Havre Daily News - News you can use

By Alex Ross 

Boardman reflects on years of public service


March 19, 2018

Havre Daily News/Ryan Welch

Retired Blaine County Clerk and Recorder Sandi Boardman holds her grandson Jaxton while he plays with his bother, Jacob. Boardman, who spent her entire working life, starting in high school, in the Blaine County Clerk and Recorder's Office, retired from her position in December.

The past few months have been a big change for Sandi Boardman, who after 23 years as Blaine County Clerk and Recorder/Assessor and 44 years working in the office, retired in December.

Instead of spending her weekdays at the Blaine County Courthouse, she now spends them in her living room greeting her grandson Jacob, 10, when he comes home from school and watching her other grandson 4-month-old Jaxton at her home. She also visits and takes care of her parents who are in their 90s and also live in Chinook.

"I had been contemplating retirement for a longtime," Boardman said, as she held Jaxton.

Tammy Williams, who had worked for more than 30 years in the office, was appointed by the county commissioners to replace Boardman after she had retired.

"I just decided that  I needed to do it and enjoy family," Boardman said. "Life is too short."

The office of the Blaine County Clerk and Recorder/Assessor is the only place Boardman had ever worked.

Boardman helped oversee elections and voter registration within the county. She also issued and handled birth and death certificates, assisted county commissioners in preparing the county's annual budget, crafted the county's annual financial report, handled payroll, recorded meetings and kept and retrieved documents as clerk to the commissioners.

"I loved it," she said.

Boardman is a lifelong Blaine County resident who grew up in Zurich where her father was a sugar beet farmer.

From grades kindergarten through eighth, she went to school in Zurich and spent her high school years at Chinook High School.

She said that as a high school student, she wanted to go to college after graduation to study and then start a career in business.

The path to what would become her career, though, began in 1973 as a high school senior. As part of a business class she had taken, her teacher gave employers in Chinook a list of students willing to work part-time.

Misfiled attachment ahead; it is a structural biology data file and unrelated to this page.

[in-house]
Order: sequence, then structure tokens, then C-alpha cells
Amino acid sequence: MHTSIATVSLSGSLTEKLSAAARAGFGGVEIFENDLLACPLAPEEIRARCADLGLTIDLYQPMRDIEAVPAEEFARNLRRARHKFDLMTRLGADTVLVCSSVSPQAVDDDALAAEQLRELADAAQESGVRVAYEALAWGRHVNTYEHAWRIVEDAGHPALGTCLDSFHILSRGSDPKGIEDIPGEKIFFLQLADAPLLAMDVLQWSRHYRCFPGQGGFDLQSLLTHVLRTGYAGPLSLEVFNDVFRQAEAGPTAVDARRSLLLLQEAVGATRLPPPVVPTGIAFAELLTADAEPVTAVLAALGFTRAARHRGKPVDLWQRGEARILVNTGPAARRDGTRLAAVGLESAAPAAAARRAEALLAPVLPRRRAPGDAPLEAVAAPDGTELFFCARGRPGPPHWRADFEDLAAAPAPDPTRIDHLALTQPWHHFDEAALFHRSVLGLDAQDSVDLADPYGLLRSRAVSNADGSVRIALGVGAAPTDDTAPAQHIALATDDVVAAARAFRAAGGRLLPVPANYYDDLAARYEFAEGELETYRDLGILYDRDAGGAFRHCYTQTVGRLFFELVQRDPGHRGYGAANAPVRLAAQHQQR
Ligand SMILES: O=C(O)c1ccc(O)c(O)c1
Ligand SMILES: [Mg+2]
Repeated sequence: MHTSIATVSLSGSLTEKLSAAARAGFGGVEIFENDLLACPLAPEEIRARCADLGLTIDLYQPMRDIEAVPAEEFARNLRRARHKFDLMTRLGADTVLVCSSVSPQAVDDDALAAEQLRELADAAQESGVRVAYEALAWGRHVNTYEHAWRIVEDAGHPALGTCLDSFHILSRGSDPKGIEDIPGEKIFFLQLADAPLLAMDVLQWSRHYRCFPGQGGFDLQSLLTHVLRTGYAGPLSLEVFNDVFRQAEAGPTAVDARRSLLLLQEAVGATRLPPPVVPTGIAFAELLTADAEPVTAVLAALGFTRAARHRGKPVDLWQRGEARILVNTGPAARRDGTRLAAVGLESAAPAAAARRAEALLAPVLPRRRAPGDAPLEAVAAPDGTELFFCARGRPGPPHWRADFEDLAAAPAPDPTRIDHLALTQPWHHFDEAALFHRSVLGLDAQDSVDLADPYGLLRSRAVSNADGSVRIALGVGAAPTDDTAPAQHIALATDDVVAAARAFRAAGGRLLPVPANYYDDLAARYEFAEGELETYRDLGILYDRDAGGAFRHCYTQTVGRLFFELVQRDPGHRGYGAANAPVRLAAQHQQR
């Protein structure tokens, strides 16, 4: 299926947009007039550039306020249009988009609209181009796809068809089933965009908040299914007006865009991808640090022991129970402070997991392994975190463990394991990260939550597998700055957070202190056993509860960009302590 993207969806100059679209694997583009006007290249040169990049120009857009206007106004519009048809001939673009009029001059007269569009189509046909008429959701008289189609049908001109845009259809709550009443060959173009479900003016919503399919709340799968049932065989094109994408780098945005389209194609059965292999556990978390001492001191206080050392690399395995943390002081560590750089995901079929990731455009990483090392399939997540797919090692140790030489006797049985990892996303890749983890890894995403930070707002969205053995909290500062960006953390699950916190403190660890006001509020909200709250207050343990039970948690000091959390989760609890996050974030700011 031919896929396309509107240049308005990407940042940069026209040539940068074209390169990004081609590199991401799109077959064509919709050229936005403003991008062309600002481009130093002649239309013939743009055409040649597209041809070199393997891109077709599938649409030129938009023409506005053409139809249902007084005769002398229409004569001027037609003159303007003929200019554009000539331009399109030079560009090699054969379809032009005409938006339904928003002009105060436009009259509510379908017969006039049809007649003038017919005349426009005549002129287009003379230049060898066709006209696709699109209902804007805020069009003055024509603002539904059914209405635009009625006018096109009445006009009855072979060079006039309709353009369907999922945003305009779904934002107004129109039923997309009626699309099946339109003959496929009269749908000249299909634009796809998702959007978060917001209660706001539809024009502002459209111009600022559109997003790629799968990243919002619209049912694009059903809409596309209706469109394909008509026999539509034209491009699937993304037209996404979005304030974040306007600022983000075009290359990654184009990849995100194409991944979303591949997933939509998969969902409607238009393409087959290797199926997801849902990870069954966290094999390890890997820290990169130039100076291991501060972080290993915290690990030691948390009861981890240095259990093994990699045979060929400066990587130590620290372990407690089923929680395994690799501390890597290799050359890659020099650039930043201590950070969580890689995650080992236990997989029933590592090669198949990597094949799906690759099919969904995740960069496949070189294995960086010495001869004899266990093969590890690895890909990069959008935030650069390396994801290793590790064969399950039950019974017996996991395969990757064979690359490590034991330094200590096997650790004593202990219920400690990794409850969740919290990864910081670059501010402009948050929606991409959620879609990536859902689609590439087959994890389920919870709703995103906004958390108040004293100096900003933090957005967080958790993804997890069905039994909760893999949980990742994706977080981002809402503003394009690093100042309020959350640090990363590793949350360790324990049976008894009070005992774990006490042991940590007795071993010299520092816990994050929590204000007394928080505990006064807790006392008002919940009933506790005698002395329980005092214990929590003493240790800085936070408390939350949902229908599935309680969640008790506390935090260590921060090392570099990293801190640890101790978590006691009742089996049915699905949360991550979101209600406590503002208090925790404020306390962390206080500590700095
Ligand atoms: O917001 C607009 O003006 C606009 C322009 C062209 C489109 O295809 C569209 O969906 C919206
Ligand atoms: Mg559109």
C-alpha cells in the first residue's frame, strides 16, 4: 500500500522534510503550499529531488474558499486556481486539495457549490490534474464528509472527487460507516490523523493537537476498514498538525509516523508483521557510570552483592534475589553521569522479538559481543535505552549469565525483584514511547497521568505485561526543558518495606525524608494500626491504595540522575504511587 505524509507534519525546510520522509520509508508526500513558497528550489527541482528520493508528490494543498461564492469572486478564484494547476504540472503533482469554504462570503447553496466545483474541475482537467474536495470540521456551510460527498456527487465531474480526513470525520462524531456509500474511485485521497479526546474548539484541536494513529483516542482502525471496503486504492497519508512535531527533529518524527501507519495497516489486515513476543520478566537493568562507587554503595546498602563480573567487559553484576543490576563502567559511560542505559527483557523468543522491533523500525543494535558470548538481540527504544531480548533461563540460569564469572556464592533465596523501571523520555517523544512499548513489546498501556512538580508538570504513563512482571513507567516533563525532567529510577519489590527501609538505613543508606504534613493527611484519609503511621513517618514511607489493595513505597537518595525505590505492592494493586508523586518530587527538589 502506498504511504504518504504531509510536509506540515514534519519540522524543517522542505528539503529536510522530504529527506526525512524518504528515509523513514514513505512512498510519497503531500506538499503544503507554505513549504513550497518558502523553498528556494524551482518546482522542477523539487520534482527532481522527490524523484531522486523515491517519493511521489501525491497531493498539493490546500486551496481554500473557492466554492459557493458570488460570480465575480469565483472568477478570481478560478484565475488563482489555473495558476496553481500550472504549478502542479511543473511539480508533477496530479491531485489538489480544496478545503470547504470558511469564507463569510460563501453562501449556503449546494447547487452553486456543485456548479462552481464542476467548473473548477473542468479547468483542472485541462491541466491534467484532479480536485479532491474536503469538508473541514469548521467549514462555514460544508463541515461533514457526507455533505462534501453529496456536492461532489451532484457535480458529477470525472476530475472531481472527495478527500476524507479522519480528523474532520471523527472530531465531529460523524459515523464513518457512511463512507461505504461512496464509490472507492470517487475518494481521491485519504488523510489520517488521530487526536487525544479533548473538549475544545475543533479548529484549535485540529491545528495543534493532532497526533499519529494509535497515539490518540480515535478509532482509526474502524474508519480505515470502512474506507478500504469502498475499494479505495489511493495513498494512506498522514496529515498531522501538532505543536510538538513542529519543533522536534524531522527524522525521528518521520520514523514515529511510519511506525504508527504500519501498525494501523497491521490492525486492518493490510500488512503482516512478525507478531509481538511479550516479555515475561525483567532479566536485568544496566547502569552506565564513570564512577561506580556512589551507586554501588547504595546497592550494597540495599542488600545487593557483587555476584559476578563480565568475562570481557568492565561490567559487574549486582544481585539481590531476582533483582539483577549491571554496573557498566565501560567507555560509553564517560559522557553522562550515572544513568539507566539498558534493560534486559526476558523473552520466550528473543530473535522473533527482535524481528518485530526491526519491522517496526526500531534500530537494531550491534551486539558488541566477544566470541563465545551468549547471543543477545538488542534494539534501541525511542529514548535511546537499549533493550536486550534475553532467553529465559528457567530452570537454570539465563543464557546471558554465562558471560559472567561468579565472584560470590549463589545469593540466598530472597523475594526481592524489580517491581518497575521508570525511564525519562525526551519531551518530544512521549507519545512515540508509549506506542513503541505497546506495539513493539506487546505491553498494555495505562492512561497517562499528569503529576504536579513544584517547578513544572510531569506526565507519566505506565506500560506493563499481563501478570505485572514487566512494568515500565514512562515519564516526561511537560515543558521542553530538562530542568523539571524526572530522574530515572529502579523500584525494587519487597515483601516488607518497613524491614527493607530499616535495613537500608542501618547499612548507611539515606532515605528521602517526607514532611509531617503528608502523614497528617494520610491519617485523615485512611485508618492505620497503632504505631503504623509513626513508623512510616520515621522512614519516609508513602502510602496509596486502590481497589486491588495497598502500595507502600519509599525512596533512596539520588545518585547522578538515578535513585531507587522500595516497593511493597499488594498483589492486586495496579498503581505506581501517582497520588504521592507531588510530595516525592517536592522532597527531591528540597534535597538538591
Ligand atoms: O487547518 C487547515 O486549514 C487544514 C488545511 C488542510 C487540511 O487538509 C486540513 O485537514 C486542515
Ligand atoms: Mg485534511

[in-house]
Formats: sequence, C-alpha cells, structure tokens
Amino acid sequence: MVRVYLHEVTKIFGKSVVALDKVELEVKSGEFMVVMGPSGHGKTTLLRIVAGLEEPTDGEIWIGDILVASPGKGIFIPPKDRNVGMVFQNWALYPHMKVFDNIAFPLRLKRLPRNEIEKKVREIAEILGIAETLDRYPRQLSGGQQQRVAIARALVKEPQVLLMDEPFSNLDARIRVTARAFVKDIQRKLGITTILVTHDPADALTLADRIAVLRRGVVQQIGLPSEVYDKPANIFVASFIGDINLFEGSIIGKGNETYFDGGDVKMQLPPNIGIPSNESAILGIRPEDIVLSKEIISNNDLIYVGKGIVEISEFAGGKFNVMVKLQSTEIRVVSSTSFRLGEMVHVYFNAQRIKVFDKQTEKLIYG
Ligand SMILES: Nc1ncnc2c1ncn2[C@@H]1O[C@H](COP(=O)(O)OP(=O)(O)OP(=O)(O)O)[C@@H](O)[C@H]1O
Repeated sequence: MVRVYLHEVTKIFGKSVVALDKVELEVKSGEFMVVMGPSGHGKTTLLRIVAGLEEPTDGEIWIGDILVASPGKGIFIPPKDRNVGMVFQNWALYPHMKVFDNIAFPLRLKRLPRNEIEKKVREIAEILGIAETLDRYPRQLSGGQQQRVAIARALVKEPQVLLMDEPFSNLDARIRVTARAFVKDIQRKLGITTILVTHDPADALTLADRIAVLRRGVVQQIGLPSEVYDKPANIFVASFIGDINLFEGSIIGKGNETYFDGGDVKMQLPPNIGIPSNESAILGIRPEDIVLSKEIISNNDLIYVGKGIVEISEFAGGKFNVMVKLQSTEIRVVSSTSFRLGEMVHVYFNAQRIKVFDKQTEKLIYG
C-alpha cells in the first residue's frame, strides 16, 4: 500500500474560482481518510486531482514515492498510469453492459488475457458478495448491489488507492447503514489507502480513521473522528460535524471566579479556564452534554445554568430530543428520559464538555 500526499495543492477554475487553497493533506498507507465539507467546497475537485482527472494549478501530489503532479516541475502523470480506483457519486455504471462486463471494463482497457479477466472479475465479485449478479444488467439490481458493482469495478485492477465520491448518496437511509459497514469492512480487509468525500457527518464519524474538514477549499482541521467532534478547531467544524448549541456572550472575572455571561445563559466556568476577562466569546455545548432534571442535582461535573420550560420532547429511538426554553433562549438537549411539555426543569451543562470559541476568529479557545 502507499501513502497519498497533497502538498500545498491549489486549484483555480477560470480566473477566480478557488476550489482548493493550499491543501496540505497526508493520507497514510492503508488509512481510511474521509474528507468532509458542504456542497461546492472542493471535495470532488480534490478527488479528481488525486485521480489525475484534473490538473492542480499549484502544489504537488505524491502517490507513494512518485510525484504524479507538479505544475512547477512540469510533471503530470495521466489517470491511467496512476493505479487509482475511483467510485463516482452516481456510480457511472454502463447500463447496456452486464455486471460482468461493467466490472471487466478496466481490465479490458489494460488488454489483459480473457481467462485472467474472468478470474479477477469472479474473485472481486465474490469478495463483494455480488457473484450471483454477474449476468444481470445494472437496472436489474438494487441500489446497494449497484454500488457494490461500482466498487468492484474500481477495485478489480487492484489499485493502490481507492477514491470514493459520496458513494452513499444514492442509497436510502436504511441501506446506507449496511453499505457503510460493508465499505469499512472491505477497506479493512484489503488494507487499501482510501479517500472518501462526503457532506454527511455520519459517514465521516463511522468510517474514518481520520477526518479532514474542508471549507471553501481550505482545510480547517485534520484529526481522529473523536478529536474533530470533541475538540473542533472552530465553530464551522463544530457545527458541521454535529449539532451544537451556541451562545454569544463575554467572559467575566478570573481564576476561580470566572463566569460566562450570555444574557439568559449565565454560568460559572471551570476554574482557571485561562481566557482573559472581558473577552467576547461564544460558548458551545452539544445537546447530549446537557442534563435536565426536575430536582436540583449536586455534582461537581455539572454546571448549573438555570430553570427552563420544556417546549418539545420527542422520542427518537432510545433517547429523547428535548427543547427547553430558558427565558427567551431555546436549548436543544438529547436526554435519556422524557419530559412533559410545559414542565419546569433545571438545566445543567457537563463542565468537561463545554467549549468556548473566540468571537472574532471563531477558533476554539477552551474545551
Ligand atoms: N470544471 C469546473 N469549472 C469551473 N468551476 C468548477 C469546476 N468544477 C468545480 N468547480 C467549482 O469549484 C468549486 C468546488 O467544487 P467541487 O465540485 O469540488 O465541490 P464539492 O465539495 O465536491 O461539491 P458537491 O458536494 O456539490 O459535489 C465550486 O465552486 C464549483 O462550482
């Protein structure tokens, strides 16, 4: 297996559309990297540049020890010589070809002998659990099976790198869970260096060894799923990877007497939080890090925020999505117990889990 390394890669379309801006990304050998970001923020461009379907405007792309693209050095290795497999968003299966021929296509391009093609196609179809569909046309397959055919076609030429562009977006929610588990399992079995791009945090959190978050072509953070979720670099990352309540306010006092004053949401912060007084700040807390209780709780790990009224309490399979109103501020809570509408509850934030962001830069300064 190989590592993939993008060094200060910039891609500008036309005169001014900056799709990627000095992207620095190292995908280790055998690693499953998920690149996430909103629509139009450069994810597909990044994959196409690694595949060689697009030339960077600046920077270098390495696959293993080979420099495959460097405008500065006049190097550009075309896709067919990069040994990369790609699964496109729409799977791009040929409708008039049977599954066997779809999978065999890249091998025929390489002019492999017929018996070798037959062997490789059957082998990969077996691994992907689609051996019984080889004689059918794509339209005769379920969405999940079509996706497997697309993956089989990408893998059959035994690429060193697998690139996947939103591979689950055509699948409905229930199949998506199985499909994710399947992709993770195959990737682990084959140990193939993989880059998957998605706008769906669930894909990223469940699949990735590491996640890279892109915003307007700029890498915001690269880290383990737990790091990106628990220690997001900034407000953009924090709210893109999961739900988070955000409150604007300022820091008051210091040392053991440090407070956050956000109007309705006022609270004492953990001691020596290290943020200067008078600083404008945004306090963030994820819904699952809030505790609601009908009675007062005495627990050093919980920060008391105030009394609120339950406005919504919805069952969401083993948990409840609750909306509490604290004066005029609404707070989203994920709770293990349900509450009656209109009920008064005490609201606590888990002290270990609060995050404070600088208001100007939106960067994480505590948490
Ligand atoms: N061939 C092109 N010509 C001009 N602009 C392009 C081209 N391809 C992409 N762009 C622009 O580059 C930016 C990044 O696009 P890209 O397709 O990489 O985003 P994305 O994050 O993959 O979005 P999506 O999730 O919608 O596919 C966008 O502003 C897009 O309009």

Then-Clerk and Recorder/Accessor Chora Musgrove chose Boardman to work part-time in the office,

Boardman received class credit and a minimum wage salary for the work she did. It was the first job the 17-year-old Boardman ever had.

Her last-period class was study hall and she would then head to the courthouse, where she would work until 5 p.m. and also work during school holiday vacations.

At first, Boardman said, she was uneasy about working in the office.

"It was scary going to work that first day, being a kid and going in with adults," Boardman said. "I didn't know anyone in the office or the commissioners, I didn't know anybody then."

Her knowledge of county government was nonexistent, but she caught on quickly with the help of her co-workers.

"Everyone was nice," she said. "They were all wonderful."

Throughout the years, she said, she has had a working relationship with the county commissioners and all the county departments.

When she graduated, Musgrove offered her a full-time job as a clerk, which she began a week after graduation.

Boardman eventually worked her way up to the position of deputy clerk and recorder/assessor. In 1994, she made her first run for the office of county clerk and recorder/assessor.

She said that when she first ran for the position, she was nervous, never before having been in charge of employees.

Throughout the years, Boardman said, she has loved her job for the range of tasks it required.

A self-described people person, she said her favorite parts of the job were interacting with the public and the financial duties her office was tasked with performing.

"I was always intrigued with getting everything balanced to the penny," she said. "I guess I am a stickler like that."

In her time working with the county, Boardman has seen Blaine County and its government undergo widespread changes.

When she started working in the office the county commission offices were not full-time positions, she said. Commissioners would work only the first week and third Monday of each month.

One of the commissioners at the time, though, John Stevens, would show up at the courthouse each day in his suit and tie, she said.

The county in decades past also had more money, due to larger oil and gas payments than it is receiving now.